Police and Crime Commissioner has hit out at criticism of his promise to raise police numbers.

Hertfordshire Police and Crime Commissioner David Lloyd has expressed his frustration that his promise to raise police numbers has been “misunderstood by certain political groups.”

He was responding to reports casting doubts on his pledge to increase front line officer numbers by 75, using money raised from the council tax precept.

Addressing the Community Safety and Waste Management Panel meeting at Hertford’s County Hall on March 15 he said: “It is frustrating that, as one of the few Police and Crime Commissioners to have increased police numbers since I took office, there continue to be questions raised about whether the figures quoted are genuine.

“This misinformation, propagated for political purposes, is irresponsible and does nothing to help the public understand the context of policing.

“Hertfordshire is a safe place to live and work and it will continue to be a safe place to live and work, and it is unhelpful for factually incorrect messages to seek to undermine that.

“I will reiterate that the establishment number of frontline officers has increased by 75 due to the precept increase.

“The day to day reality is that the actual number of officers fluctuates due to recruitment, retirement and to account for those not currently fit for active duty.”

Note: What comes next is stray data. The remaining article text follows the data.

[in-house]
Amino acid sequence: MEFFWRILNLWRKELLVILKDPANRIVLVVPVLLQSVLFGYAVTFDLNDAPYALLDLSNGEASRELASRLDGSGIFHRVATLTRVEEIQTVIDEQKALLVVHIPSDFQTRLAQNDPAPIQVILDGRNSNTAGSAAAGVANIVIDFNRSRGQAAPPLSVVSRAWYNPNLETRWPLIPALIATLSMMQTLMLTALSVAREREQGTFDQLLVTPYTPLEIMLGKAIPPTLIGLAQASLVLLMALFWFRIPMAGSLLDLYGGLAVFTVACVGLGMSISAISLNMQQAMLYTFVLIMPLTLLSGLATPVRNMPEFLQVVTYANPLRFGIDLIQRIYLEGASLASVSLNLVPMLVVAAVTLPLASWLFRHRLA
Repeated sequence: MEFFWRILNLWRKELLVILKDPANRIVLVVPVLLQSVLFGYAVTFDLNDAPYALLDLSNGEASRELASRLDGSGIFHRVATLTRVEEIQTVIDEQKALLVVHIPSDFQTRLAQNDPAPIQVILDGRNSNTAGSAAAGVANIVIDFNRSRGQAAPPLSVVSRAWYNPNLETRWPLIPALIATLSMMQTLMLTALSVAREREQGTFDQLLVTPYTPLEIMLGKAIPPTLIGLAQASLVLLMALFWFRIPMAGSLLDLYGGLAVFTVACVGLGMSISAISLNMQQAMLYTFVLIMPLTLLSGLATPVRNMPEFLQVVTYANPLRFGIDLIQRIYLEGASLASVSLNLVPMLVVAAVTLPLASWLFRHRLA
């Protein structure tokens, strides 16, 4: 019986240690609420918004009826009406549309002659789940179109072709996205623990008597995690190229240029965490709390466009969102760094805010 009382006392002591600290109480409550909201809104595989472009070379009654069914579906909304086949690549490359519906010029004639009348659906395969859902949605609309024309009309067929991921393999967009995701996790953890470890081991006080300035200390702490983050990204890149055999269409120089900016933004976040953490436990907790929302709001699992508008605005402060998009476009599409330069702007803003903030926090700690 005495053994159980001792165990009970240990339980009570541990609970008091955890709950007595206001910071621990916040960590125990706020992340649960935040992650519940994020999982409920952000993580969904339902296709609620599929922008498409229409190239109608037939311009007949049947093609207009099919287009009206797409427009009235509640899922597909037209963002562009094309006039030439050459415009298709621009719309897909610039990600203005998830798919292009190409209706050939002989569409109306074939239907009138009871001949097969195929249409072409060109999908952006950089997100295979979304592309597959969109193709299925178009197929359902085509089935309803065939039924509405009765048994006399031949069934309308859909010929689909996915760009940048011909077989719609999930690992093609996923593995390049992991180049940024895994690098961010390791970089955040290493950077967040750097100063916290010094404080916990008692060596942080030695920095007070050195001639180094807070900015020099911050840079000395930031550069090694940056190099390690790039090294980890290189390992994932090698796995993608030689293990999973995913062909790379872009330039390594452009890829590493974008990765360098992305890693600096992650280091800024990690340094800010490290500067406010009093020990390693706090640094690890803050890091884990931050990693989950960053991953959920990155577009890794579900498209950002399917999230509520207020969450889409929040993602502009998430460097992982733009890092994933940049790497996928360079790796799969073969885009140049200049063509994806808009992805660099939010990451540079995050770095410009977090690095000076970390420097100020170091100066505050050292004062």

During the meeting, he was also asked if he thought rising knife crime was linked to police numbers.

He replied: “I don’t think that anyone who carries a knife does it on the basis of whether they think more or fewer officers are on the street

“Hertfordshire is a safe place and you are really unlikely to be a victim of knife crime.

“However, knife crime is an emerging threat and we need to ensure we continue to be on top of it and it doesn’t become a bigger issue.

“The term knife crime is unhelpful. If you say there has been a 44 per cent increase in knife crime most people would think it is people who have been stabbed.

“It actually relates to the carrying of a bladed object – and if you have a really good police operation and more people are stopped with knives, that will show as an increase in knife crime.

“It doesn’t mean that as a member of the public you are more at risk, indeed targeting of knife crime by the police means you are less at risk.”

Mr Lloyd told the meeting that earlier this month he had funded a major new initiative to tackle knife and serious violent crime across the county.

The £280,000 scheme aims to safeguard 200 children and young adults in Hertfordshire who are at risk of being drawn into gang activity and other serious offending.

Mr Lloyd approved a £140,000 Community Safety Grant from his office which will be matched by Hertfordshire County Council and District Councils.

The money will be used to recruit additional SOS St Giles’ Trust youth project workers over the next year who will focus on early intervention and targeted help for young people at risk.